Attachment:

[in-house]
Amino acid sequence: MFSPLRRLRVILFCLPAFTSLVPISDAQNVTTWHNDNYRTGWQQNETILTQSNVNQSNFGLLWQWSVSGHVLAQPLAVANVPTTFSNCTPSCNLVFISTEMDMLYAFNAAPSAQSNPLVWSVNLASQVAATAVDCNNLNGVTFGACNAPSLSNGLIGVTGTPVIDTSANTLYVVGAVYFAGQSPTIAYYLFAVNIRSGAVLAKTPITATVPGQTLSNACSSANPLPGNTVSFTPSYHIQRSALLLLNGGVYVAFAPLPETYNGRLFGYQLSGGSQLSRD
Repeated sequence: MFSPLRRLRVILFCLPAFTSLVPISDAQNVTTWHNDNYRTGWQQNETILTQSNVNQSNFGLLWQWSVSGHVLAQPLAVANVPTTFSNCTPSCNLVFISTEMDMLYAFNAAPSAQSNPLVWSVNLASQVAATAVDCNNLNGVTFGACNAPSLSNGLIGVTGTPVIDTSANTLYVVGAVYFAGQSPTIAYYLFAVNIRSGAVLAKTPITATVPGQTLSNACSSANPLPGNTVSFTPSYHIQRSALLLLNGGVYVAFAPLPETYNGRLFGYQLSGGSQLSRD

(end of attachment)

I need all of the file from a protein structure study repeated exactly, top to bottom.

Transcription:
[in-house]
Amino acid sequence: MFSPLRRLRVILFCLPAFTSLVPISDAQNVTTWHNDNYRTGWQQNETILTQSNVNQSNFGLLWQWSVSGHVLAQPLAVANVPTTFSNCTPSCNLVFISTEMDMLYAFNAAPSAQSNPLVWSVNLASQVAATAVDCNNLNGVTFGACNAPSLSNGLIGVTGTPVIDTSANTLYVVGAVYFAGQSPTIAYYLFAVNIRSGAVLAKTPITATVPGQTLSNACSSANPLPGNTVSFTPSYHIQRSALLLLNGGVYVAFAPLPETYNGRLFGYQLSGGSQLSRD
Repeated sequence: MFSPLRRLRVILFCLPAFTSLVPISDAQNVTTWHNDNYRTGWQQNETILTQSNVNQSNFGLLWQWSVSGHVLAQPLAVANVPTTFSNCTPSCNLVFISTEMDMLYAFNAAPSAQSNPLVWSVNLASQVAATAVDCNNLNGVTFGACNAPSLSNGLIGVTGTPVIDTSANTLYVVGAVYFAGQSPTIAYYLFAVNIRSGAVLAKTPITATVPGQTLSNACSSANPLPGNTVSFTPSYHIQRSALLLLNGGVYVAFAPLPETYNGRLFGYQLSGGSQLSRD